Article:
Derryn Hinch has become the latest politician to be caught up in the citizenship scandal after revealing he has a United States social security card that could disqualify him from the senate.
Mr Hinch confirmed on Wednesday night he still holds the social security card making him eligible for benefits from the US government, which could breach the Australian constitution.
He acquired the American social security number when he was working in New York in the 1960s and 70s.
Section 44 of the constitution states a person cannot sit in parliament if they hold dual citizenship and are also not eligible if they are “entitled to the rights or privileges of a subject or a citizen of a foreign power.”
However, he has told Sky News he does not believe he is a US citizen.
“I’ve read section 44 more times than anybody…I thought I ticked all boxes, I still think I do,” he said.
“For the record I’ve never held US citizenship, I’ve never held a Green Card, I do have a social security number because I worked for Fairfax in New York.”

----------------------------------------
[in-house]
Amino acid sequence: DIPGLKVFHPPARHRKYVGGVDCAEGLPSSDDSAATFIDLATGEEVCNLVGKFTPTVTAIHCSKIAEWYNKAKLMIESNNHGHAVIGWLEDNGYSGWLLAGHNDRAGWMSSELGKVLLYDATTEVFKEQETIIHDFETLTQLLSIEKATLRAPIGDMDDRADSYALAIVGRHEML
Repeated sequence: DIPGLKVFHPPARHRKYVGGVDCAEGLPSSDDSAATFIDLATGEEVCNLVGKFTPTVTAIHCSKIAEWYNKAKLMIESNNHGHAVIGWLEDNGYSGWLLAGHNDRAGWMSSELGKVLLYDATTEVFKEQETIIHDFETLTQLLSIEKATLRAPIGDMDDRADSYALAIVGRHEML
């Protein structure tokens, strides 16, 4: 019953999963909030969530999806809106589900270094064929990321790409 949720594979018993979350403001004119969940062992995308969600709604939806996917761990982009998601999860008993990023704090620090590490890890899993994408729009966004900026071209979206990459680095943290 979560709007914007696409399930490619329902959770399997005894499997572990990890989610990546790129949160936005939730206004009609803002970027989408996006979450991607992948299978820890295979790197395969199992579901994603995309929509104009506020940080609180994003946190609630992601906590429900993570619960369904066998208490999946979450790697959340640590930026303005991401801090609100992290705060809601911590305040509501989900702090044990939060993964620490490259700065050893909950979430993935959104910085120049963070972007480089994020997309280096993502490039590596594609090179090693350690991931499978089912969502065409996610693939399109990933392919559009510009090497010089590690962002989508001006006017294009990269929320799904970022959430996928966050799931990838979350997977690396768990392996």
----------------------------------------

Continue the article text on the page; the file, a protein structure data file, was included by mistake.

“You automatically get a social security number and it stays with you until you die.”
“It doesn’t make you a citizen.”
Mr Hinch said he “paid a special social security tax” with his regular income tax for ten years which would entitle him to “an American pension”, but claims it is not a payment.
He further claimed he wrote to the US Social Security Department when he was sworn into the Australian senate, instructing them to not pay the pension.
Mr Hinch said he will go to the High Court if the Solicitor General believes he may have breached Section 44 of the Constitution.
“I do plan to raise it with the solicitor general and if necessary I will refer myself to the High Court,” he said.
“I do not believe I have fallen foul of the section that says ‘you are entitled to the rights and privileges of a subject or citizen.”
Constitutional Expert Professor George Williams said it is not clear what Section 44 actually means because it has never been interpreted by the High Court.
He also said he would not be surprised if an audit uncovered 20 or more MPs with eligibility issues.
He said it would be advantageous to hold an audit over facing individual problems concerning senators.
“Perhaps an audit is something we may need to look at after the High Court makes its decisions,” Professor Williams said on Wednesday.
Mr Hinch is the eighth parliamentarian to be caught up in the citizenship debacle despite previously renouncing his New Zealand citizenship.
Another five members of parliament including Deputy Prime Minister Barnaby Joyce face a High Court test in October of their eligibility to serve as MPs.
Two MPs including cabinet minister Fiona Nash will be referred to the court by parliament next week.